In the June issue of Technical Services Law Librarian Karen Wahl talks about Kristen M. Hallows‘ article called “It’s All Enumerative: Reconsidering Library of Congress Classification in U.S. Law Libraries” published in the Winter issue of the Law Library Journal.
In her review Wahl says:
The major thesis is that a subject classification scheme, rather than a jurisdictional classification scheme, may better support the needs of users because it will collocate related materials better, leading to better browsability for the patrons. It implies that the hyper-specificity of LCC makes this more difficult for a smaller law library.
The remainder of Wahl‘s comments provide support for her self proclaimed bias for the jurisdictional approach to law classification found in the Library of Congress Classification (LCC).
This reminds me of Philip Wesley‘s comment writing in the Law Library Journal in 1968:
… the decision is not which is the best classification, but which is the best system for a given library. Scholars have argued for years about the relative merits of one classification vis-a-vis another; and I think it is safe to say that the arguments concerning law classification will continue for many years, inconclusively.
I wonder then if KF Modified might be useful for the smaller American law library?
KF Modified is modelled on LCC’s KF classification and provides a browsable topical arrangement of the common law. Jurisdiction can also be specified in some topic areas using what is known as the Geographic Division (G.D.). For example, Canadian materials on domestic relations would be classed at KF505.ZA2 where ZA2 is the G.D. for Canada.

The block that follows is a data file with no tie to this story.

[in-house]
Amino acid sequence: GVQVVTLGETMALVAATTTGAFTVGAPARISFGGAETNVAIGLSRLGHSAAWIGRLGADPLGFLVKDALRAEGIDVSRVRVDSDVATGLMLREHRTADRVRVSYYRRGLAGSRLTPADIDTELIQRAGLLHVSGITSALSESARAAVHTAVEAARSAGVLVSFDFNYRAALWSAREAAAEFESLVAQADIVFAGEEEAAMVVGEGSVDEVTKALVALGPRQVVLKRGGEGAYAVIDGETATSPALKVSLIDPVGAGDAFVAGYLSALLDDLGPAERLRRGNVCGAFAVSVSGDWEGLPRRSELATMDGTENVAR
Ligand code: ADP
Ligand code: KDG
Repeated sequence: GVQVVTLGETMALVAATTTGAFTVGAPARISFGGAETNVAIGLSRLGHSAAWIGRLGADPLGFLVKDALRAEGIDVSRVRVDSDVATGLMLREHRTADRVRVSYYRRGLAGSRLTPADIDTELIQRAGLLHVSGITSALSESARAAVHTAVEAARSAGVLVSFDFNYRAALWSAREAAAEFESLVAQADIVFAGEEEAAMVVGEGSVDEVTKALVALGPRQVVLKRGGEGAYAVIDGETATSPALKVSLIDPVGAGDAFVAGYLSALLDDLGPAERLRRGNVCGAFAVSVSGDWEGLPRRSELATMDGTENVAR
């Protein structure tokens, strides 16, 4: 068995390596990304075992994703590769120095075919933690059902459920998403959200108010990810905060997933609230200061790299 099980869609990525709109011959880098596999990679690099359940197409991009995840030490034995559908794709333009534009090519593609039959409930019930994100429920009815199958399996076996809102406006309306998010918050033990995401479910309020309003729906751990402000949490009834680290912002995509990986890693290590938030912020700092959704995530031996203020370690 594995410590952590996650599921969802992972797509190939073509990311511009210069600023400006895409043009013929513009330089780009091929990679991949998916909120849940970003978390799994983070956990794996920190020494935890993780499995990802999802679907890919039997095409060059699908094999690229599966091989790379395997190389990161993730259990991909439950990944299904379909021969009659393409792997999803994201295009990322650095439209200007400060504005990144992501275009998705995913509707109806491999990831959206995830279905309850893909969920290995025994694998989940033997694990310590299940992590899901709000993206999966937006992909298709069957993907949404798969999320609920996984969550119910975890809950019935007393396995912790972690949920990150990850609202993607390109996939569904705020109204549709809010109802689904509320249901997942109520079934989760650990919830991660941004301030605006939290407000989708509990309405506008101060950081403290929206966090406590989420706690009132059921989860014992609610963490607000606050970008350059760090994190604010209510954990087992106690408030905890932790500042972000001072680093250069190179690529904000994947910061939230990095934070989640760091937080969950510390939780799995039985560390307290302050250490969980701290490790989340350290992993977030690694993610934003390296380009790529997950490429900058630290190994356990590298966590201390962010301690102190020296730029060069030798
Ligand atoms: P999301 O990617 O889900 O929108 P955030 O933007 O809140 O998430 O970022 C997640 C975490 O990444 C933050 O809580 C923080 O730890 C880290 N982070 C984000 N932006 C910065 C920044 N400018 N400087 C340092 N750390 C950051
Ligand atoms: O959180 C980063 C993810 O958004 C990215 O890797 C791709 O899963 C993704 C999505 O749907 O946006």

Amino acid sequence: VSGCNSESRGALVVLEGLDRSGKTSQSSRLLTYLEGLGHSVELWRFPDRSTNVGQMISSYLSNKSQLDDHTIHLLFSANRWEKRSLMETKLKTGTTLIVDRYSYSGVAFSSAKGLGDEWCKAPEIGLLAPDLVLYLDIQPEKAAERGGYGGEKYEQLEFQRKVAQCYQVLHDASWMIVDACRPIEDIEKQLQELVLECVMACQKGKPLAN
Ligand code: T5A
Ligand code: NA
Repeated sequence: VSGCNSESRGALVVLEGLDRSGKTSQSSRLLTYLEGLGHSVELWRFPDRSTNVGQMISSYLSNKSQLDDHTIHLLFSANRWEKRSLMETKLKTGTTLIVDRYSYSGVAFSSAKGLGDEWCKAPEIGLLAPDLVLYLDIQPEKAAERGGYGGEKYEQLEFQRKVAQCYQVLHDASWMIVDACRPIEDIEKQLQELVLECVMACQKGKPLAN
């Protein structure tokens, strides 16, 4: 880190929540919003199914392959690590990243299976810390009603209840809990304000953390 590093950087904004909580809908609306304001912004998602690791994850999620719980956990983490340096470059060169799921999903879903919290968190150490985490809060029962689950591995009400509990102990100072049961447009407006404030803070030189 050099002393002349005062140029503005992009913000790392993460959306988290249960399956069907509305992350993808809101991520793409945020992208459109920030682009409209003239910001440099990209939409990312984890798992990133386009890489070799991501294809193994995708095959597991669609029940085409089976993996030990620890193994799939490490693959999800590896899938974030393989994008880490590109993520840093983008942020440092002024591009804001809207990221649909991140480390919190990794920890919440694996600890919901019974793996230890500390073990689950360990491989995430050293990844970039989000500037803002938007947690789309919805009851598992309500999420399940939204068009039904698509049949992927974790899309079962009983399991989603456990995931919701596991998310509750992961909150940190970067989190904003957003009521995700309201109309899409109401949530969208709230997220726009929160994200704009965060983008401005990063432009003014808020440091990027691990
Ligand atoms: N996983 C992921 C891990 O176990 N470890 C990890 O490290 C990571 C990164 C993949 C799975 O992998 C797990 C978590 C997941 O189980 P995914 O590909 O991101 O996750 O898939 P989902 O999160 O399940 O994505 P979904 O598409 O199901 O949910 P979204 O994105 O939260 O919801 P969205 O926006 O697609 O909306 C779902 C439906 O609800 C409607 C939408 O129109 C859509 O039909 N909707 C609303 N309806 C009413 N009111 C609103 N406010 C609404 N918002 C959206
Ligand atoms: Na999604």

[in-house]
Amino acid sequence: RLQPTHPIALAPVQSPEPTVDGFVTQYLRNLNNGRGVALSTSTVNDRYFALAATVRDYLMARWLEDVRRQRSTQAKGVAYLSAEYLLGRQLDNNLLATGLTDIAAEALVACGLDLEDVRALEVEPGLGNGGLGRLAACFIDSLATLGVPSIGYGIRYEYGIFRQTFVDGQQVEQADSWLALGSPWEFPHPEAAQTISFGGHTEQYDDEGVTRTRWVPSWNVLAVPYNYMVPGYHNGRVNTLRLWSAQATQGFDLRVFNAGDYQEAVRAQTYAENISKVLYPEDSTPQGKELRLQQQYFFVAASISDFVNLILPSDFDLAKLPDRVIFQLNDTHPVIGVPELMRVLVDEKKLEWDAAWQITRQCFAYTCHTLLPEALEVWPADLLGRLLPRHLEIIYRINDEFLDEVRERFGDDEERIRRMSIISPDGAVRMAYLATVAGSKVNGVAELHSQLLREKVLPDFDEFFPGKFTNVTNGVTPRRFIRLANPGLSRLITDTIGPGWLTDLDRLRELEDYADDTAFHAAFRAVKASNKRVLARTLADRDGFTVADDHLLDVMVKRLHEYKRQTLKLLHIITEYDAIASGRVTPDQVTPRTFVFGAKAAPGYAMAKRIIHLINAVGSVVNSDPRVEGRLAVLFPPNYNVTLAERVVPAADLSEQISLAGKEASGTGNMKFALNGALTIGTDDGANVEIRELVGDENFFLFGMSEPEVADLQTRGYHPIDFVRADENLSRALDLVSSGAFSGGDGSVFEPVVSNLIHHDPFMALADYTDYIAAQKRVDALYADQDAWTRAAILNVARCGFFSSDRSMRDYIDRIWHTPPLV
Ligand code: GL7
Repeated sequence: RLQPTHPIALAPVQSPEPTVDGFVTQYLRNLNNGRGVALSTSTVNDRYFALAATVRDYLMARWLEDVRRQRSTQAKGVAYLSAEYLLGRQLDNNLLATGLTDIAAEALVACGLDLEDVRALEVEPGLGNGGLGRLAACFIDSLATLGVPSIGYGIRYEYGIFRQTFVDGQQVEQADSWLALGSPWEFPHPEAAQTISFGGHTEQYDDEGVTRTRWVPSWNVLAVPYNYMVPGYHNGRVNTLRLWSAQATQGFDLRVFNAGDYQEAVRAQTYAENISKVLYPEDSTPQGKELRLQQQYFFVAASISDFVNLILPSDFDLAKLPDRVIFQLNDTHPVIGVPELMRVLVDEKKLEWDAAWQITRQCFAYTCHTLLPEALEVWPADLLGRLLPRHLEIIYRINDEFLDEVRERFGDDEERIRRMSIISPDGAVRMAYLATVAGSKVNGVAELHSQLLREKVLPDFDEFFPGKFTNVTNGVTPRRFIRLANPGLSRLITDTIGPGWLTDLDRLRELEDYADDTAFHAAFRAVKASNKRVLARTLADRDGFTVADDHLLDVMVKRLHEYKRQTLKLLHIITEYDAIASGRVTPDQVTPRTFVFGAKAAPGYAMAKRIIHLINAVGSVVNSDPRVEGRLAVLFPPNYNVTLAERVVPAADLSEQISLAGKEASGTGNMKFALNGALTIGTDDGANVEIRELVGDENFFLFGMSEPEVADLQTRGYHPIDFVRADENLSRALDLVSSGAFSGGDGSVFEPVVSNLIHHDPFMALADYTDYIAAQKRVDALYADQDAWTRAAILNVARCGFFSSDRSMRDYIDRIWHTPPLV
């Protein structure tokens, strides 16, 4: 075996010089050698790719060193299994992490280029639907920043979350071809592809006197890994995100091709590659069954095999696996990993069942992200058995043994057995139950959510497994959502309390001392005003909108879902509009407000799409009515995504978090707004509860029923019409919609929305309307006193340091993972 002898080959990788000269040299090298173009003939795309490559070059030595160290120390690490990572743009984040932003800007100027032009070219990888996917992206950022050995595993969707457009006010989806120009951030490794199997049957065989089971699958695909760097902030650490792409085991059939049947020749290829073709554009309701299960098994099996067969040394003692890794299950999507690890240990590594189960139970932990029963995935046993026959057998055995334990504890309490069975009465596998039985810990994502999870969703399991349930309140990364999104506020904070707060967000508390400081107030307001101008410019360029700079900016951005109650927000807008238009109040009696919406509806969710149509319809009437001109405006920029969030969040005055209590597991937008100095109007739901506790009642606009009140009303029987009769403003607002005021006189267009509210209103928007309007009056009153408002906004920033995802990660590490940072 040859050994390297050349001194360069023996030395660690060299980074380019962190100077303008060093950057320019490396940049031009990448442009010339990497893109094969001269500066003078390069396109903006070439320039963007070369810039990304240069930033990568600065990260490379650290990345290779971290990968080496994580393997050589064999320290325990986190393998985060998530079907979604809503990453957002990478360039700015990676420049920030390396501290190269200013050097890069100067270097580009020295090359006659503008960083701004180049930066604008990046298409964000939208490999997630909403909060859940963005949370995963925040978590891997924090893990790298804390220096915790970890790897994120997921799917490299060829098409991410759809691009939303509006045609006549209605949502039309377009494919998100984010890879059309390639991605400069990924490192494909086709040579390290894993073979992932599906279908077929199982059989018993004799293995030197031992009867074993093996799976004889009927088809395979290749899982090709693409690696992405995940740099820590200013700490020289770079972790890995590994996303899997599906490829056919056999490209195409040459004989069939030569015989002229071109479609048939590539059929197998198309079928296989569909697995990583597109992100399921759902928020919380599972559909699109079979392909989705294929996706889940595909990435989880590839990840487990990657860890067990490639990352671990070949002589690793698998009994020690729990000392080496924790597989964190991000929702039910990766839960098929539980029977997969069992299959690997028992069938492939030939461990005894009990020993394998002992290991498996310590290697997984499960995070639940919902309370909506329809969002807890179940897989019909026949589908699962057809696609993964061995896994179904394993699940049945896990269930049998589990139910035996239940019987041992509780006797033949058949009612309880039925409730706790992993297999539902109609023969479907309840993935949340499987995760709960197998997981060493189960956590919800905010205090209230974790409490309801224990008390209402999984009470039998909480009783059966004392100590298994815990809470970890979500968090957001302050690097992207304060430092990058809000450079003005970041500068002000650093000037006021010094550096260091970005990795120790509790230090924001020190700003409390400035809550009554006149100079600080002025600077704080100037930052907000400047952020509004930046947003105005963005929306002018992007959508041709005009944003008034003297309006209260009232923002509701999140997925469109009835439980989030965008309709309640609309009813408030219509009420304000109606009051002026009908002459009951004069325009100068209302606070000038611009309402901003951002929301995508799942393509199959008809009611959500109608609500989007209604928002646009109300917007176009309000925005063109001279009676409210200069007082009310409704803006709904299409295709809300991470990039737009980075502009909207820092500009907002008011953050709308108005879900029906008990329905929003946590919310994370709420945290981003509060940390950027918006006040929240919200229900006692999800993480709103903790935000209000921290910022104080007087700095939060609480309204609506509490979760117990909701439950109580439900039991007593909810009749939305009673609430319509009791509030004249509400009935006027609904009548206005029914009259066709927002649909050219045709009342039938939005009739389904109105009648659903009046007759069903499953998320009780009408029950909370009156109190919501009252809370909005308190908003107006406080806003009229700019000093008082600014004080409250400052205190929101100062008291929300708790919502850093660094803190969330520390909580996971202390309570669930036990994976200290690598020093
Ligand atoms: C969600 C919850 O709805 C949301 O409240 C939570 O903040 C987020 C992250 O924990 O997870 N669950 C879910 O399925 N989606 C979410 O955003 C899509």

There has been no G.D. for American law in KF Modified instead the number is used on its own, i.e. KF505. However, a G.D. for each state could be easily devised. For example domestic law for New York state might end up something like, KF505.ZU33 where ZU33 is the GD for New York.
Wahl also points out practical time related reasons for sticking with LCC. I considered this in an article I wrote for the Canadian Law Library Review a few years back, “KF Modified and the Classification of Canadian Common Law.”
The irony here is that KF Modified can actually save time and money in law library cataloguing departments. It is much easier for cataloguers to consult only one schedule for all common law jurisdictions. The result is that cataloguers can really learn the system well, enabling them to make better and more consistent classification decisions. The cataloguer can focus on analysing the intellectual content, determining the main subject area, and applying a geographical division (GD) where appropriate. A few topical areas have been ‘modified’ to handle constitutional law, taxation, etc. and there are a handful of additional tables that can be applied to collocate bibliographic formats. That’s it. Consulting one classification schedule with one approach to information organization saves cataloguers’ time.
And more specifically on copy cataloguing and KF Modified:
… even if a cataloguer is faced with only a Class K number, it is a relatively simple task to convert this number to an equivalent KF Modified classification number. It is a simple matter to find the corresponding subject area and, if appropriate, add a geographic division (GD). For example, a book on family law in Ontario would use KEO213 in Class K; the corresponding topical area in KF Modified (something KF Modified cataloguers will know intuitively) is KF505; and the appropriate GD for Ontario, ZB3, is added to create KF505.ZB3. People familiar with KF Modified (including law library users) will know that Ontario family law will be found in KF505.ZB3. And, as an added bonus, they will also find grouped together in KF505 other resources on family law in England, Alberta, Nunavut, Queensland, etc., that they can also consult.”
With some slight additional modification KF Modified might be a suitable choice for the smaller American law library.
* This post was first published on the KF Modified Blog on July 22, 2014.